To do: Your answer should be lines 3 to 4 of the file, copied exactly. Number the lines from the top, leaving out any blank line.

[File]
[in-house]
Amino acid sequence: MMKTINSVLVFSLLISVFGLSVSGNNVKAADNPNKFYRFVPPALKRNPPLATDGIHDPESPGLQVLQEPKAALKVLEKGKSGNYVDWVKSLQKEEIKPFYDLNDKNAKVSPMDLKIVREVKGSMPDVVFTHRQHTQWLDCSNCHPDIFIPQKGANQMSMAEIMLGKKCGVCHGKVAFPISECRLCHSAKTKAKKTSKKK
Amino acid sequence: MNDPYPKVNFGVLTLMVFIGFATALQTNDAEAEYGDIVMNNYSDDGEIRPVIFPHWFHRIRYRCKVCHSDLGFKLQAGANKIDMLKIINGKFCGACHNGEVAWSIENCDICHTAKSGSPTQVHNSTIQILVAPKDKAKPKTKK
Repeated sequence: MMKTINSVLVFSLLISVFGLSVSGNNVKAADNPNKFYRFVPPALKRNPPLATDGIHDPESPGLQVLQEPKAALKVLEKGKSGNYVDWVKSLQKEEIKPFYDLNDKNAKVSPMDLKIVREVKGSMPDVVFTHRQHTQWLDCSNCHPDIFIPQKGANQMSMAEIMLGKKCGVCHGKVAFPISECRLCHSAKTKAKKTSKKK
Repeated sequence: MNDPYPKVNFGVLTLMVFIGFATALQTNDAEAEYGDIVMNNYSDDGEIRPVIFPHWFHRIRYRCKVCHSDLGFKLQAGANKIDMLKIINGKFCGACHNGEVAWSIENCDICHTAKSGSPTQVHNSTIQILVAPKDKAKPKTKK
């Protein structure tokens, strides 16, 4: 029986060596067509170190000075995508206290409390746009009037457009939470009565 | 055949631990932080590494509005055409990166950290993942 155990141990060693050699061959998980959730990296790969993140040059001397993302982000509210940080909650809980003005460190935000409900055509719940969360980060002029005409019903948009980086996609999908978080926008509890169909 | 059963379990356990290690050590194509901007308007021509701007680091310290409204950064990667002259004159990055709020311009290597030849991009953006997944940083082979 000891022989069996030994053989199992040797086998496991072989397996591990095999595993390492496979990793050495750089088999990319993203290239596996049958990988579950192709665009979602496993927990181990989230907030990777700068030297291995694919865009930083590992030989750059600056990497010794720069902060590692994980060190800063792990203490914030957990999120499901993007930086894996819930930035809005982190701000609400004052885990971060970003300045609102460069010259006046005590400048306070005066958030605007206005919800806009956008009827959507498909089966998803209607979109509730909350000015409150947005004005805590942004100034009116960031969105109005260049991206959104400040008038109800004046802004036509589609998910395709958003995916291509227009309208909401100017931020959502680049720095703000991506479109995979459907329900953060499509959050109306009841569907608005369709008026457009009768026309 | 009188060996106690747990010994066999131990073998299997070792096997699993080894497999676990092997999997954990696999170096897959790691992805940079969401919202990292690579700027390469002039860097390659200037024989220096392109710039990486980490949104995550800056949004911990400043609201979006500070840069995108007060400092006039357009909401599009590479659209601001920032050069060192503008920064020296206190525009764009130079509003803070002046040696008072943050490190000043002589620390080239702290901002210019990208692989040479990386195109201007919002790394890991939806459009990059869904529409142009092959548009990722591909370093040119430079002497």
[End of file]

Amino acid sequence: MNDPYPKVNFGVLTLMVFIGFATALQTNDAEAEYGDIVMNNYSDDGEIRPVIFPHWFHRIRYRCKVCHSDLGFKLQAGANKIDMLKIINGKFCGACHNGEVAWSIENCDICHTAKSGSPTQVHNSTIQILVAPKDKAKPKTKK
Repeated sequence: MMKTINSVLVFSLLISVFGLSVSGNNVKAADNPNKFYRFVPPALKRNPPLATDGIHDPESPGLQVLQEPKAALKVLEKGKSGNYVDWVKSLQKEEIKPFYDLNDKNAKVSPMDLKIVREVKGSMPDVVFTHRQHTQWLDCSNCHPDIFIPQKGANQMSMAEIMLGKKCGVCHGKVAFPISECRLCHSAKTKAKKTSKKK